When you hear the word “cover” what comes to mind? Is it a wedding band singing crowd favorites to fill a dance floor? Is it bad karaoke? One of the more unique ways to cover a song is, of course, to recreate it in a different genre. Think Johnny Cash‘s gorgeous rendition of the NIN classic “Hurt”, the tongue-in-cheek folk-rock cover of “Boyz in da Hood” by Dynamite Hack, or even The Fray‘s cover of Kanye West‘s “Heartless” (or American Idol winner Kris Allen’s version for that matter.) Sometimes, the cover song ends up being better or more popular than the original. Just look at this list of greatest cover songs and you’ll probably be surprised at how many of the covers you thought were the originals!
Well, what if you take not just one song, but rather an entire album and recreate it in a different genre? That is precisely what Easy Star Records has been up to. Take a look:
As mentioned above, in 2003 the Easy Star All-Stars released Dub Side of the Moon, a reggae tribute to Pink Floyd’s Dark Side of the Moon. It went on to become one of the most successful reggae albums of the 21st century and spent over 5 years on Billboard’s Top Reggae Chart. As if that wasn’t enough, they then tackled Radiohead’s OK Computer, putting out RadioDread, which spent 18 months on that same chart (and apparently earned some accolades from Radiohead themselves.) Notice anything that those two classic albums have in common? They are both considered (by some) to be concept albums.
Producer Michael Goldwasser, the musical wizard behind much of the All-Star magic says “We’ve focused on re-envisioning concept albums as reggae and it’s really important that the source material works as a whole and is not just a collection of songs. So, what better to take on next than the mother of all concept albums?” He was referring to the one and only Sgt. Pepper’s Lonely Hearts Club Band. If it’s been a while, here’s an interesting breakdown of the songs. And for the real fanatics among you, a little album art history.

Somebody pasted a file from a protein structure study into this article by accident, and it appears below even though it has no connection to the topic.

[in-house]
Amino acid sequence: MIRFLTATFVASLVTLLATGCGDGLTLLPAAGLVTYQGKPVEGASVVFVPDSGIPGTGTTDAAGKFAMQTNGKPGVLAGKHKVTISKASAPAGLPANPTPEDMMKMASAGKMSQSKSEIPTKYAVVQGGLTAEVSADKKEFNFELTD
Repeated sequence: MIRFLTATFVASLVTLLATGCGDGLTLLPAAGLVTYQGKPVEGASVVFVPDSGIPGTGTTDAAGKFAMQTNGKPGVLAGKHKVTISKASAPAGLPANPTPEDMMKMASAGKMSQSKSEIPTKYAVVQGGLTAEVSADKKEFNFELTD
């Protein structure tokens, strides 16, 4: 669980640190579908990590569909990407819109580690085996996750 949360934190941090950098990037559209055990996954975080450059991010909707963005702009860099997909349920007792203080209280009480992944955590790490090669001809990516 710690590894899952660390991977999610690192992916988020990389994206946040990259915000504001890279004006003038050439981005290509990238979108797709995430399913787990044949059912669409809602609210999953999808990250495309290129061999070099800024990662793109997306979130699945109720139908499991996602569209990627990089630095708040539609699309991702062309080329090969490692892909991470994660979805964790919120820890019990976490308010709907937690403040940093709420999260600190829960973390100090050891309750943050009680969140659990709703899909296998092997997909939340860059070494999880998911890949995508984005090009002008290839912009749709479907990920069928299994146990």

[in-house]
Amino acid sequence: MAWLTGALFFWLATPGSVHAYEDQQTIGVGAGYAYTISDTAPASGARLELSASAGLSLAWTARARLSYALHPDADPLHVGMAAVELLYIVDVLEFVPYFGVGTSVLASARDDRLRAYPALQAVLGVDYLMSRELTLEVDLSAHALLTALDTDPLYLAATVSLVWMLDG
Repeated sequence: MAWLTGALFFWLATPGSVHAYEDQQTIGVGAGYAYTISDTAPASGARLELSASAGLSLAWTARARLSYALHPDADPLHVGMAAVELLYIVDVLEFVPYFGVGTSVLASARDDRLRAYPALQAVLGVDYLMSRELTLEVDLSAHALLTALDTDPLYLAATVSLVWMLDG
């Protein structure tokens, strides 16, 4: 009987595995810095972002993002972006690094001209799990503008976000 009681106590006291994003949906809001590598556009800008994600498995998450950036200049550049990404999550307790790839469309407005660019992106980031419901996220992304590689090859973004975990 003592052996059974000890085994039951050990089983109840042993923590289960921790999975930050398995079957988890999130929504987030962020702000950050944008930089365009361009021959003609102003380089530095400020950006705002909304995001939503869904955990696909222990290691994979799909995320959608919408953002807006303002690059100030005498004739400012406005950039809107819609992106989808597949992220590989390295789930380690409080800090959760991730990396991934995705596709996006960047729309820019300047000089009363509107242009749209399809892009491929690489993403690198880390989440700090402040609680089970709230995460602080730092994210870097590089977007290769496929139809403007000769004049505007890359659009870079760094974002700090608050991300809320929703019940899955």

Obviously it takes balls to cover the Beatles, let alone the album considered to be one of the most influential and greatest albums of all time. And yet, in April of 2009, the All-Star’s put out Easy Star’s Lonely Hearts Dub Band. The album features a number of reggae and dub greats including Steel Pulse, Matisyahu, Luciano, and Steel Pulse, along with the usual suspects – the usual suspects being a collection of some of the finest reggae musicians in the New York area.
What immediately stands out about this album, upon first listen, is how accurately they were able to preserve the vibe of each song. Though each song has been deftly crafted into a vibrant new reggae interpretation of its original, you can almost picture the Beatles nodding their heads in approval in the background because the emotion is the same.
Lucy in the Sky with Diamonds – Frankie Paul’s haunting vocals and the psychedelic guitar and effects stand out, deliciously juxtaposed against the mellow dubbed out percussion and keys, giving this track a certain irresistible je ne sais quoi.
She’s Leaving Home – Singer Kirsty Rock’s mellifluous voice soars delicately above the more upbeat ska-infused high hat and brass section. The reggae style keys come and go, a couple of interesting instrumental breakdowns happen unexpectedly and overall the listener is left constantly wondering what’s next.
This album is unique to say the least. Check it out. And while you’re at it, follow the All-Stars on Twitter.